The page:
We are going to a birthday party for our Godson; it will be his first, and an exciting time for family and friends. It is a time for us to rejoice in this little boy’s life, looking back at all the milestones, not just the little boy’s but the parents as well; and with today being the Memorial of the Immaculate Heart of the Blessed Virgin Mary it will be interesting for his mom to view this first year through Mary’s own experience.
Susan Netter wrote in her Facebook posting yesterday of Mary “pondering all these things in her heart”, and how parenting is hard, and we as “modern moms” ponder many things in our hearts. The Gospel this morning certainly reveals that Mary was going through experiences that we have go through or will with our own children. We see a teen age Jesus acting as teen age children do: exploring and expressing his own understanding of who he was becoming. And as older moms know and have experienced that process can be difficult, fear riddled and angering, the beginning of the letting process that is nature but not always liked by moms: seeing our children grow up, form their own response to God’s calling, and leaving the nest.
Did Mary, as she was searching for Jesus, look back on her life raising Jesus and see his milestones from infant to then and did she wonder if those memories would be her last? Did she vacillate between anger at Jesus being gone to her own doubts and worries to hope that Jesus is OK?
When Mary and Joseph stood at the Temple door looking in I don’t think they knew what as going on. It’s clear from the Gospel they didn’t, Jesus had to tell them why he was there and what he was doing. For our Godson the future is open, and the path being made. Mom and Dad are helping to forge that path, but it is our Godson who will be walking it. Like Mary and Joseph each decision whether conscientiously made or not helped shape Jesus’ journey but not the only influence, just as is true for our own children. And just as true of Mary and Joseph prayer, hope, and thoughtful guidance will be the best thing for our children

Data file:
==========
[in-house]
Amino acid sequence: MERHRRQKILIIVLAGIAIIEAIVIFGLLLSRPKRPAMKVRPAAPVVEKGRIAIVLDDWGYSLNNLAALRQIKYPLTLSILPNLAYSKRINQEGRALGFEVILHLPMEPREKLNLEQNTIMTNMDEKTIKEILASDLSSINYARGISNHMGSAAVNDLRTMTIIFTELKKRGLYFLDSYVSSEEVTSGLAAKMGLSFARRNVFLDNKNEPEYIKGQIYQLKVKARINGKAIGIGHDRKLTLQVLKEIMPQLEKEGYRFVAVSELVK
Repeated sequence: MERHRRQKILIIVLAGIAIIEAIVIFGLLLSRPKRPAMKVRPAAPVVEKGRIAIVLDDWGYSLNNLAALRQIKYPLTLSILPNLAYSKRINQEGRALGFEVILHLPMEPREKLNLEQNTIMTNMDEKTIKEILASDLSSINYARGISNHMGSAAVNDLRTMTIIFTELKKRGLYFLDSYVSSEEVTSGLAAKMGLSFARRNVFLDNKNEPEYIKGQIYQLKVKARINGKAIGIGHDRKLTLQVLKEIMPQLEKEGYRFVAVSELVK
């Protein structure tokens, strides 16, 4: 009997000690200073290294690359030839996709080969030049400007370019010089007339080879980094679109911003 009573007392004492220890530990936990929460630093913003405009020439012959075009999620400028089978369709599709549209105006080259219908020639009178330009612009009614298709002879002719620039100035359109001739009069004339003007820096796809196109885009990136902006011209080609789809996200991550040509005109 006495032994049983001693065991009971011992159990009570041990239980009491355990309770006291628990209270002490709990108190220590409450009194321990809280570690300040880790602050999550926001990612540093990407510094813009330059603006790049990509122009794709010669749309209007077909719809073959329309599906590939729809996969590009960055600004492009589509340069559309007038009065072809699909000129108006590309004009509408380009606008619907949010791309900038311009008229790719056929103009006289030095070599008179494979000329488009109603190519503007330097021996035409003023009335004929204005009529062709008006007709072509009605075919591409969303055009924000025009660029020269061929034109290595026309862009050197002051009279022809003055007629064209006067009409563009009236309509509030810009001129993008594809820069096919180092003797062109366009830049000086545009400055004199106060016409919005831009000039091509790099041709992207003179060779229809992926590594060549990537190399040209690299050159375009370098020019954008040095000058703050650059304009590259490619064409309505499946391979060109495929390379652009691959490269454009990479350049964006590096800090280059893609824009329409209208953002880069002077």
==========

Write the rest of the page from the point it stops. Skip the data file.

I have a friend who posts wonderful posts on Facebook that are filed with gentle wisdom about love, parenting and life. Today she posted the following which just rang in my heart as a prefect modern understanding of today’s readings but most specifically the Responsorial Psalm:
Responsorial Psalm PS 103:1-2, 3-4, 6-7, 8, 10
Not according to our sins does he deal with us, nor does he requite us according to our crimes.
Pretending that painful or negative feelings do not exist doesn’t keep relationships more intimate. It can even create inner distance when I act as if the intimate relationship is not strong enough to hold pain, anger or hate. Powerful feelings can be frightening, but denying their presence keeps me from deeper layers of self. When my intimate relationships are able to hold the powerful, paradoxical feelings of love and hate, anger and forgiveness, something deep within me can relax and let go. If they are not able to do this, I need to withdraw from the relationship in order to be myself.
I can hold angst.
In this era of self-understanding and conscious efforts at parenting, we learn we should not come down to our children’s level. That is, we should not be as hateful toward them as they are to us. Yet, if we seal ourselves off they are cheated and burdened by the illusion that anger and hatred are personally inappropriate. Therapists are like parents. When the therapist comes down to their level, both grow from it when the generation gap is reestablished.